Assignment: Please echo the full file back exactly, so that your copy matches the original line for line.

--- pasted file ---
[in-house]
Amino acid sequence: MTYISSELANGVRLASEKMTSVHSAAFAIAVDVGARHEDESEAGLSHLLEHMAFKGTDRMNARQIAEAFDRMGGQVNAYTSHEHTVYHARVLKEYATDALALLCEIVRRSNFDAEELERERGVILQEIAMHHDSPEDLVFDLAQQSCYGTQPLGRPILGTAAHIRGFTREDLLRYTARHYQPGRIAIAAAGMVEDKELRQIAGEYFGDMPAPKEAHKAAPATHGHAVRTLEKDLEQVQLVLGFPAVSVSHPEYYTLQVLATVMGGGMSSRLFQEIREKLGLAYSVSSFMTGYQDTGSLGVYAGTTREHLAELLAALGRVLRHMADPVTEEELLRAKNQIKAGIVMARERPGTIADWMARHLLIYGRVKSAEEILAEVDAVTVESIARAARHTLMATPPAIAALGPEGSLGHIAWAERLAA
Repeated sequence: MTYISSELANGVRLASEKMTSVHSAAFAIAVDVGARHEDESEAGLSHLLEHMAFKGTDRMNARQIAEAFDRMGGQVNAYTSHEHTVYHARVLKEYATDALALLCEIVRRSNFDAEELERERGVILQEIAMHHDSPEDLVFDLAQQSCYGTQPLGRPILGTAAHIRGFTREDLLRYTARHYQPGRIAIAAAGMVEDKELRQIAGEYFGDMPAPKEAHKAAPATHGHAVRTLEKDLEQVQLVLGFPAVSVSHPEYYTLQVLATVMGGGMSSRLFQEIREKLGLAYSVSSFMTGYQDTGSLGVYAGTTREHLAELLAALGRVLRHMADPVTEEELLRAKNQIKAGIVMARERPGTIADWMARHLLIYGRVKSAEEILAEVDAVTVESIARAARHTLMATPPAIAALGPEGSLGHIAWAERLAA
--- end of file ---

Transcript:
[in-house]
Amino acid sequence: MTYISSELANGVRLASEKMTSVHSAAFAIAVDVGARHEDESEAGLSHLLEHMAFKGTDRMNARQIAEAFDRMGGQVNAYTSHEHTVYHARVLKEYATDALALLCEIVRRSNFDAEELERERGVILQEIAMHHDSPEDLVFDLAQQSCYGTQPLGRPILGTAAHIRGFTREDLLRYTARHYQPGRIAIAAAGMVEDKELRQIAGEYFGDMPAPKEAHKAAPATHGHAVRTLEKDLEQVQLVLGFPAVSVSHPEYYTLQVLATVMGGGMSSRLFQEIREKLGLAYSVSSFMTGYQDTGSLGVYAGTTREHLAELLAALGRVLRHMADPVTEEELLRAKNQIKAGIVMARERPGTIADWMARHLLIYGRVKSAEEILAEVDAVTVESIARAARHTLMATPPAIAALGPEGSLGHIAWAERLAA
Repeated sequence: MTYISSELANGVRLASEKMTSVHSAAFAIAVDVGARHEDESEAGLSHLLEHMAFKGTDRMNARQIAEAFDRMGGQVNAYTSHEHTVYHARVLKEYATDALALLCEIVRRSNFDAEELERERGVILQEIAMHHDSPEDLVFDLAQQSCYGTQPLGRPILGTAAHIRGFTREDLLRYTARHYQPGRIAIAAAGMVEDKELRQIAGEYFGDMPAPKEAHKAAPATHGHAVRTLEKDLEQVQLVLGFPAVSVSHPEYYTLQVLATVMGGGMSSRLFQEIREKLGLAYSVSSFMTGYQDTGSLGVYAGTTREHLAELLAALGRVLRHMADPVTEEELLRAKNQIKAGIVMARERPGTIADWMARHLLIYGRVKSAEEILAEVDAVTVESIARAARHTLMATPPAIAALGPEGSLGHIAWAERLAA